Local officials and residents lauded the conviction of former Minneapolis police officer Derek Chauvin for killing George Floyd, while saying much more needs to be done.
Baltimore Mayor Brandon Scott said he hoped Floyd’s family found healing in the verdict, but said regardless “more work remains to prove once and for all that Black lives matter in America.”
“We must honor George’s legacy and join together to build an inclusive system that truly works for everyone,” Scott said in a statement.
Chauvin was convicted of all counts, including second-degree murder, in a verdict that came nearly six years to the day that Freddie Gray died from injuries suffered in Baltimore police custody. All of the officers charged in Gray’s death were acquitted or had charges dropped.
“The family of Freddie Gray thanks [Baltimore State’s Attorney] Marilyn Mosby for courageously inspiring prosecutors across the country to prosecute bad cops,” Billy Murphy, an attorney for Gray’s family, said in reaction to Tuesday’s verdict.
“They thank the good cops who did their jobs by breaking the blue wall of silence to testify against Officer Chauvin. They thank the jurors who delivered justice while the world watched. And most of all, they thank the great citizens of this country who repeatedly, forcefully and patriotically made their voices for justice heard around the globe.”
Baltimore Police Commissioner Michael Harrison, whose department has been under federal consent decree to enforce reforms following Gray’s death, said “the actions and conduct of Chauvin not only failed to represent the oath to protect and serve” but were “shocking to the consciousness to every human being that watched that video.”
He said that the department would support residents who want to peacefully gather to mark the verdict, “just as they had done last year during the months after learning of the murder of George Floyd.”
A few dozen people celebrated the verdict by marching from the Old Goucher neighborhood to City Hall. Among them was Tawanda Jones, sister of Tyrone West, who died in an encounter with Baltimore police in 2013. Witnesses said West was beaten, but the state medical examiner’s office ruled that he died from natural causes and the summer heat.
Former Maryland medical examiner David Fowler testified as an expert witness for Chauvin’s defense at the trial, saying Floyd likely died from causes other than Chauvin’s knee on his neck.
“I’m demanding that they reopen my brother’s case because there’s no statute of limitations on murder,” Jones said in an interview.
It was the reaction to Floyd’s death that prodded Maryland lawmakers to push through a landmark package of police reforms, including rescinding the Law Enforcement Officers’ Bill of Rights and creating transparency around police disciplinary records. Gov. Larry Hogan vetoed some of those bills, and his vetoes were overridden by the legislature.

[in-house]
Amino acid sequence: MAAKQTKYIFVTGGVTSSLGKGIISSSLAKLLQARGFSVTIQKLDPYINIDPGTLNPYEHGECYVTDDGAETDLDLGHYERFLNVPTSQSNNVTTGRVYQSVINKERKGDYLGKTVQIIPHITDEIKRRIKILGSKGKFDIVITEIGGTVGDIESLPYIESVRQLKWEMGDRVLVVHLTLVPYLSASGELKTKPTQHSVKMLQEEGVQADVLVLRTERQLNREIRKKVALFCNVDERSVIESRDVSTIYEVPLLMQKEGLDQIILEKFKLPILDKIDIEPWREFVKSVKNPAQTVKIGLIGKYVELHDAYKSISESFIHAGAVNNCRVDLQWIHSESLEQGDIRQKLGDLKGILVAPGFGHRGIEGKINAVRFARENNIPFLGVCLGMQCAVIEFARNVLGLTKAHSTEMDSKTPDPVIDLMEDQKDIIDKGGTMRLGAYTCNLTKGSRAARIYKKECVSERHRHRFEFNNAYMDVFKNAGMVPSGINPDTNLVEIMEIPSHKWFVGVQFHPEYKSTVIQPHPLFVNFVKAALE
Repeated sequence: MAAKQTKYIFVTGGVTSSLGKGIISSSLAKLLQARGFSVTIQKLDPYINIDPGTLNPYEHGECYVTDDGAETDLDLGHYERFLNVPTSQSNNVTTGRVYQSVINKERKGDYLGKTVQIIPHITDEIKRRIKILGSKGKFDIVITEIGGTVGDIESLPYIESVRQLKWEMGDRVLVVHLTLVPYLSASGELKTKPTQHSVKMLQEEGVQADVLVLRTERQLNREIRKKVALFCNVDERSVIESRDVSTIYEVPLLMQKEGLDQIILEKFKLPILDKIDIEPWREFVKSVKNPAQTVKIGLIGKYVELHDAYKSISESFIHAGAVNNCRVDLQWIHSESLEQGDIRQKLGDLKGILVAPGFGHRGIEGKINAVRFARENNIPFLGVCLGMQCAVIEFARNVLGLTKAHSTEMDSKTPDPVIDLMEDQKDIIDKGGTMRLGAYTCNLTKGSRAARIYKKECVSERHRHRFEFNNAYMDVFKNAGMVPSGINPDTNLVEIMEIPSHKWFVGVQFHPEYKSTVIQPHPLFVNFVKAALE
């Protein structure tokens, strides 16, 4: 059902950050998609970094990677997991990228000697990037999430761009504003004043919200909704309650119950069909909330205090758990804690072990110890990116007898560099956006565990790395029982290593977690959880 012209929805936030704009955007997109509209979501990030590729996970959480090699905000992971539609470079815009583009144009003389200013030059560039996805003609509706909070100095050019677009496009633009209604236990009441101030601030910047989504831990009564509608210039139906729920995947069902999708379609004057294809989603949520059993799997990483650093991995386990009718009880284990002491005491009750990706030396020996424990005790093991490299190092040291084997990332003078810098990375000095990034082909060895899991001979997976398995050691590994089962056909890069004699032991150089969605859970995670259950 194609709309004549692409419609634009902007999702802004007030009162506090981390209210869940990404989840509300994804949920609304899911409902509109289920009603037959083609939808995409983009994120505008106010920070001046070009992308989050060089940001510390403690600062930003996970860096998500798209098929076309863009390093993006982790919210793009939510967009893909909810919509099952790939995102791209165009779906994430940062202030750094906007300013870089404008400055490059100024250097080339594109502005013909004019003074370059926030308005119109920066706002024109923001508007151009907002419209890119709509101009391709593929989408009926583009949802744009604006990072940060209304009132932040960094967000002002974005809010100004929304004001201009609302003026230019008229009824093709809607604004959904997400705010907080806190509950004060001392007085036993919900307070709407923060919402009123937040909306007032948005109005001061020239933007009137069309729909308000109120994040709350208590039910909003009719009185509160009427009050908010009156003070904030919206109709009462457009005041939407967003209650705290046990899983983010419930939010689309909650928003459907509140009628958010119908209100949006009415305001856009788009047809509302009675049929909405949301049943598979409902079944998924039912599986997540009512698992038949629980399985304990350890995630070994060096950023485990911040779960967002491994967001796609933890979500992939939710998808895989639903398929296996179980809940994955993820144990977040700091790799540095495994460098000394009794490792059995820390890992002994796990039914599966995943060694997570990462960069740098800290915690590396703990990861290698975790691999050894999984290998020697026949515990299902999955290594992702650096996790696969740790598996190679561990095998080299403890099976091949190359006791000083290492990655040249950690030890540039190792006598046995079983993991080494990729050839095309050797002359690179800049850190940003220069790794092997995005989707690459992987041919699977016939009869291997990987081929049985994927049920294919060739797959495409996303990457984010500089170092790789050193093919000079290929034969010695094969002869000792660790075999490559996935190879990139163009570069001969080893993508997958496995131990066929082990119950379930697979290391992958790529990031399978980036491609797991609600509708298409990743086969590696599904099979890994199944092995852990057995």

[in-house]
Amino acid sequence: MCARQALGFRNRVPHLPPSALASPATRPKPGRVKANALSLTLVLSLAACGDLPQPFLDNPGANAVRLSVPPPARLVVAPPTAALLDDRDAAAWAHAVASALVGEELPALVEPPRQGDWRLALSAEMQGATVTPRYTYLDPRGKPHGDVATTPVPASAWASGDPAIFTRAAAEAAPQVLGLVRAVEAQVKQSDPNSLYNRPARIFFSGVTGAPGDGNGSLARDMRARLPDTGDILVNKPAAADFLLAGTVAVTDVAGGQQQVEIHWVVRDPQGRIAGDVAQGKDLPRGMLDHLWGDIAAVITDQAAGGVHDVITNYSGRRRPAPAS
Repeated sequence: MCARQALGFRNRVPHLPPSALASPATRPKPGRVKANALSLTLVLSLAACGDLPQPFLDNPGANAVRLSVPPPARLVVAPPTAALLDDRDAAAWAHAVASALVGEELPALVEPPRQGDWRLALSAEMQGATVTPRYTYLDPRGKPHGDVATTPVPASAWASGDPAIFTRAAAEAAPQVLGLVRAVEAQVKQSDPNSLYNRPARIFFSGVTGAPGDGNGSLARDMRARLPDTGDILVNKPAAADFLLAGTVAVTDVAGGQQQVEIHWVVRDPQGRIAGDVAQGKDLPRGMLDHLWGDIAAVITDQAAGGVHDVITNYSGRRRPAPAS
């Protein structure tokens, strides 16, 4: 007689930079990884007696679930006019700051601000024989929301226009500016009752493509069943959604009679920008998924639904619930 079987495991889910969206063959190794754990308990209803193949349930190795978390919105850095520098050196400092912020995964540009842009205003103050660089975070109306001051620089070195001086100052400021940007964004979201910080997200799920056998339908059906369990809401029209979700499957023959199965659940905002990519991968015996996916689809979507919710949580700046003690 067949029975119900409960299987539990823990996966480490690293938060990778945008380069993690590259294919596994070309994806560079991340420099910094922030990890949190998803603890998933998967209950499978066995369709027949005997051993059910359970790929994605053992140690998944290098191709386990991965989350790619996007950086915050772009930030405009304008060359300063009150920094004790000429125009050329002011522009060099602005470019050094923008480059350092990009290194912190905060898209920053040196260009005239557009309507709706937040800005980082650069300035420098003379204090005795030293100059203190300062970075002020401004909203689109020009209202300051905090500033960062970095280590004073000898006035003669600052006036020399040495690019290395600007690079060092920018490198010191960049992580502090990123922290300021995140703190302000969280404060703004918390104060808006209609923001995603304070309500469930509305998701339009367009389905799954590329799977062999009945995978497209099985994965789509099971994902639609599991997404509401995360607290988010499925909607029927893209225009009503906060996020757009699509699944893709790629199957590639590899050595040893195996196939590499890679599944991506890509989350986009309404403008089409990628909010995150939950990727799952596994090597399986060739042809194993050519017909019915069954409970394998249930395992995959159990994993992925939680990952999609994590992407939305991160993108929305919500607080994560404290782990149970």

“The senseless murder of George Floyd served as yet another reminder that we still have a long way to go to live up to our nation’s highest ideals,” Hogan tweeted after the Chauvin verdict. “Justice has now been served, and we hope that this verdict will bring some measure of peace to the Floyd family and the community.”
Shortly after the verdict, Linda Stansbury sat on a bench on the corner of Gay and Fayette streets in Baltimore and exclaimed with joy as she relayed the guilty verdicts to a friend over the phone: “He is guilty of all three counts!”
She later said she was relieved by the outcome.
”If he wasn’t convicted it would have been an injustice,” she said. “If he wasn’t convicted this country would have burned.”
Stansbury said she has followed the case ever since watching the death of Floyd on video last year.
”This was so important to us as people of color,” said Stansbury, who is Black. “We are so tired of being killed and them getting away with it.”
The Rev. Annie Chambers kicked off the march downtown with shouts of “Victory!” and “Hallelujah!”
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”We got justice!” she told the crowd of about 40 people. “The door’s open!”
Then they started marching with their signs and banners. A few cars trailed them slowly through the neighborhood playing music.
Jess Emerson, who carried a poster that chided white women’s role in electing Donald Trump, said she was caught off guard by the guilty verdict while waiting for others to gather near City Hall.
Emerson said she was driving downtown expecting a hung jury when she learned of the outcome.
”I expected that there would be a person who looked like me that didn’t think a cop would be guilty,” said Emerson, who is white. “I’m shocked that there is a guilty verdict on all counts.”
Like Stansbury, Emerson has followed the case closely since watching the video of Floyd’s death last year.
”I immediately thought of the impact of watching that video had on my Black and brown friends,” she said. ”White people are generally desensitized to police murders. And that’s not OK.”